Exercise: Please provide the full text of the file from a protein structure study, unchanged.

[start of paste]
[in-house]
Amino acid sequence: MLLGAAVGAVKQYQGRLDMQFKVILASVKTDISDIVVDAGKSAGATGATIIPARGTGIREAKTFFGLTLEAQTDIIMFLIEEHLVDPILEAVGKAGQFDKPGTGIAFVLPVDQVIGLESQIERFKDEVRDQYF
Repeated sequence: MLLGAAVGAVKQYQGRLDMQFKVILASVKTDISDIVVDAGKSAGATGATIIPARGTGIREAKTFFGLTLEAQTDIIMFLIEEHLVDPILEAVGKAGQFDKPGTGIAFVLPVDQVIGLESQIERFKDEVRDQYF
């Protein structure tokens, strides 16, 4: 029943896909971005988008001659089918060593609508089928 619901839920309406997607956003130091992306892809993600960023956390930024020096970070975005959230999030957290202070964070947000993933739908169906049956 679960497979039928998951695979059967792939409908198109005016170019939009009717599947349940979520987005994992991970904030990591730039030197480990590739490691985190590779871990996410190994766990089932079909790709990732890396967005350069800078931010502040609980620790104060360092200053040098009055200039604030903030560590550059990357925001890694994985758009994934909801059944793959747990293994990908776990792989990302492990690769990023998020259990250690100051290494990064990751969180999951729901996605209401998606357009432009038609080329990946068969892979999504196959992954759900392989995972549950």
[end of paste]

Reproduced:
[in-house]
Amino acid sequence: MLLGAAVGAVKQYQGRLDMQFKVILASVKTDISDIVVDAGKSAGATGATIIPARGTGIREAKTFFGLTLEAQTDIIMFLIEEHLVDPILEAVGKAGQFDKPGTGIAFVLPVDQVIGLESQIERFKDEVRDQYF
Repeated sequence: MLLGAAVGAVKQYQGRLDMQFKVILASVKTDISDIVVDAGKSAGATGATIIPARGTGIREAKTFFGLTLEAQTDIIMFLIEEHLVDPILEAVGKAGQFDKPGTGIAFVLPVDQVIGLESQIERFKDEVRDQYF
């Protein structure tokens, strides 16, 4: 029943896909971005988008001659089918060593609508089928 619901839920309406997607956003130091992306892809993600960023956390930024020096970070975005959230999030957290202070964070947000993933739908169906049956 679960497979039928998951695979059967792939409908198109005016170019939009009717599947349940979520987005994992991970904030990591730039030197480990590739490691985190590779871990996410190994766990089932079909790709990732890396967005350069800078931010502040609980620790104060360092200053040098009055200039604030903030560590550059990357925001890694994985758009994934909801059944793959747990293994990908776990792989990302492990690769990023998020259990250690100051290494990064990751969180999951729901996605209401998606357009432009038609080329990946068969892979999504196959992954759900392989995972549950």